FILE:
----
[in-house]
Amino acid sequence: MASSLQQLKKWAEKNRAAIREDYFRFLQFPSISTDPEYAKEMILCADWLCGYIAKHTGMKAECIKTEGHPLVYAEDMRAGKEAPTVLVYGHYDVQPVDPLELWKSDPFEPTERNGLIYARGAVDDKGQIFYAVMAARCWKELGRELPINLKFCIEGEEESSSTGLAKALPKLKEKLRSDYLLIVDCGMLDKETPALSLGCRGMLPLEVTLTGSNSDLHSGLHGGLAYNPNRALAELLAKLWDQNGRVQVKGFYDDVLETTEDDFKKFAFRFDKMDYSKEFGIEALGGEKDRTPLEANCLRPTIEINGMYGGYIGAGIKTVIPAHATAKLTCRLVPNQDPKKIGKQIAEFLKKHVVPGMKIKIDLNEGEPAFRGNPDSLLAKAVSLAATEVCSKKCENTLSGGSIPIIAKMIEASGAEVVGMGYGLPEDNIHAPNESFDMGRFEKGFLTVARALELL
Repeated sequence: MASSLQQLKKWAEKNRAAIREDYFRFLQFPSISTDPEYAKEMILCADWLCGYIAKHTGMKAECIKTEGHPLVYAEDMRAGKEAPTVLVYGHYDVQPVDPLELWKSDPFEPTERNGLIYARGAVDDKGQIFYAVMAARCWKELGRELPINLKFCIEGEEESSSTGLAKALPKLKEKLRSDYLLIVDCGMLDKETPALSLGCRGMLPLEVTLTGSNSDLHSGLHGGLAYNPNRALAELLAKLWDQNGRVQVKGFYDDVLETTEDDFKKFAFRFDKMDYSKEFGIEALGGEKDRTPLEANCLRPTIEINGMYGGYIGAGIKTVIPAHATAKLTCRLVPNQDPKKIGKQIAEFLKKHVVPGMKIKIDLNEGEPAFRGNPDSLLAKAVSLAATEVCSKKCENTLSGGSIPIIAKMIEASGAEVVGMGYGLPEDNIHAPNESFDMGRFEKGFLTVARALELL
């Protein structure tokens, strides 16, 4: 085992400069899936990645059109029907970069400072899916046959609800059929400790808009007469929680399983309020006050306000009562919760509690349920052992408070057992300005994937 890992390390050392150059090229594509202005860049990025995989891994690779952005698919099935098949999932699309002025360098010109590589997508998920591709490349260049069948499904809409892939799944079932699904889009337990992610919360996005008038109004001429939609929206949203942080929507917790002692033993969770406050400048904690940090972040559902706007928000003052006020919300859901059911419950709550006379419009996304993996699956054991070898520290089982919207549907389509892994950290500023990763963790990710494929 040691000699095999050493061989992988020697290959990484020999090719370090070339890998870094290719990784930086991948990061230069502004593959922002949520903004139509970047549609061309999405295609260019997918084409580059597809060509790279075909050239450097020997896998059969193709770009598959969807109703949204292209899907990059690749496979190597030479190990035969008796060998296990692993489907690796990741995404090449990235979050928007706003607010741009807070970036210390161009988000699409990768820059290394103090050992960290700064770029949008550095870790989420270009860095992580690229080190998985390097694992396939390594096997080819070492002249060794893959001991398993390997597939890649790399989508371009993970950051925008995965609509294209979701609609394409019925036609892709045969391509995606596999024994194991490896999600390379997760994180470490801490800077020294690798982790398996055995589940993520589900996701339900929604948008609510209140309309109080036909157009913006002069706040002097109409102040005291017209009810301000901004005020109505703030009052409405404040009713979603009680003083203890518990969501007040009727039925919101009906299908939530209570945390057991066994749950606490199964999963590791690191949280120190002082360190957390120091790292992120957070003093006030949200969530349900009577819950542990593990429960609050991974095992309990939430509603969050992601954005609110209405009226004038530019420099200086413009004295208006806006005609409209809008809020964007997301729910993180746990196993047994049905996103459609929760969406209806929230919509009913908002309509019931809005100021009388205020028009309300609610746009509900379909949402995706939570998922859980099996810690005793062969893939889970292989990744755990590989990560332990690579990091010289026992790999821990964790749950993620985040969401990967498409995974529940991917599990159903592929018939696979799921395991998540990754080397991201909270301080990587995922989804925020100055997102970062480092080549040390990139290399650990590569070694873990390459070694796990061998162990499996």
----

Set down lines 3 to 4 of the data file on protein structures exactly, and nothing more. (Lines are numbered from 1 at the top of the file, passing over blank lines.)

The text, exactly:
Repeated sequence: MASSLQQLKKWAEKNRAAIREDYFRFLQFPSISTDPEYAKEMILCADWLCGYIAKHTGMKAECIKTEGHPLVYAEDMRAGKEAPTVLVYGHYDVQPVDPLELWKSDPFEPTERNGLIYARGAVDDKGQIFYAVMAARCWKELGRELPINLKFCIEGEEESSSTGLAKALPKLKEKLRSDYLLIVDCGMLDKETPALSLGCRGMLPLEVTLTGSNSDLHSGLHGGLAYNPNRALAELLAKLWDQNGRVQVKGFYDDVLETTEDDFKKFAFRFDKMDYSKEFGIEALGGEKDRTPLEANCLRPTIEINGMYGGYIGAGIKTVIPAHATAKLTCRLVPNQDPKKIGKQIAEFLKKHVVPGMKIKIDLNEGEPAFRGNPDSLLAKAVSLAATEVCSKKCENTLSGGSIPIIAKMIEASGAEVVGMGYGLPEDNIHAPNESFDMGRFEKGFLTVARALELL
């Protein structure tokens, strides 16, 4: 085992400069899936990645059109029907970069400072899916046959609800059929400790808009007469929680399983309020006050306000009562919760509690349920052992408070057992300005994937 890992390390050392150059090229594509202005860049990025995989891994690779952005698919099935098949999932699309002025360098010109590589997508998920591709490349260049069948499904809409892939799944079932699904889009337990992610919360996005008038109004001429939609929206949203942080929507917790002692033993969770406050400048904690940090972040559902706007928000003052006020919300859901059911419950709550006379419009996304993996699956054991070898520290089982919207549907389509892994950290500023990763963790990710494929 040691000699095999050493061989992988020697290959990484020999090719370090070339890998870094290719990784930086991948990061230069502004593959922002949520903004139509970047549609061309999405295609260019997918084409580059597809060509790279075909050239450097020997896998059969193709770009598959969807109703949204292209899907990059690749496979190597030479190990035969008796060998296990692993489907690796990741995404090449990235979050928007706003607010741009807070970036210390161009988000699409990768820059290394103090050992960290700064770029949008550095870790989420270009860095992580690229080190998985390097694992396939390594096997080819070492002249060794893959001991398993390997597939890649790399989508371009993970950051925008995965609509294209979701609609394409019925036609892709045969391509995606596999024994194991490896999600390379997760994180470490801490800077020294690798982790398996055995589940993520589900996701339900929604948008609510209140309309109080036909157009913006002069706040002097109409102040005291017209009810301000901004005020109505703030009052409405404040009713979603009680003083203890518990969501007040009727039925919101009906299908939530209570945390057991066994749950606490199964999963590791690191949280120190002082360190957390120091790292992120957070003093006030949200969530349900009577819950542990593990429960609050991974095992309990939430509603969050992601954005609110209405009226004038530019420099200086413009004295208006806006005609409209809008809020964007997301729910993180746990196993047994049905996103459609929760969406209806929230919509009913908002309509019931809005100021009388205020028009309300609610746009509900379909949402995706939570998922859980099996810690005793062969893939889970292989990744755990590989990560332990690579990091010289026992790999821990964790749950993620985040969401990967498409995974529940991917599990159903592929018939696979799921395991998540990754080397991201909270301080990587995922989804925020100055997102970062480092080549040390990139290399650990590569070694873990390459070694796990061998162990499996």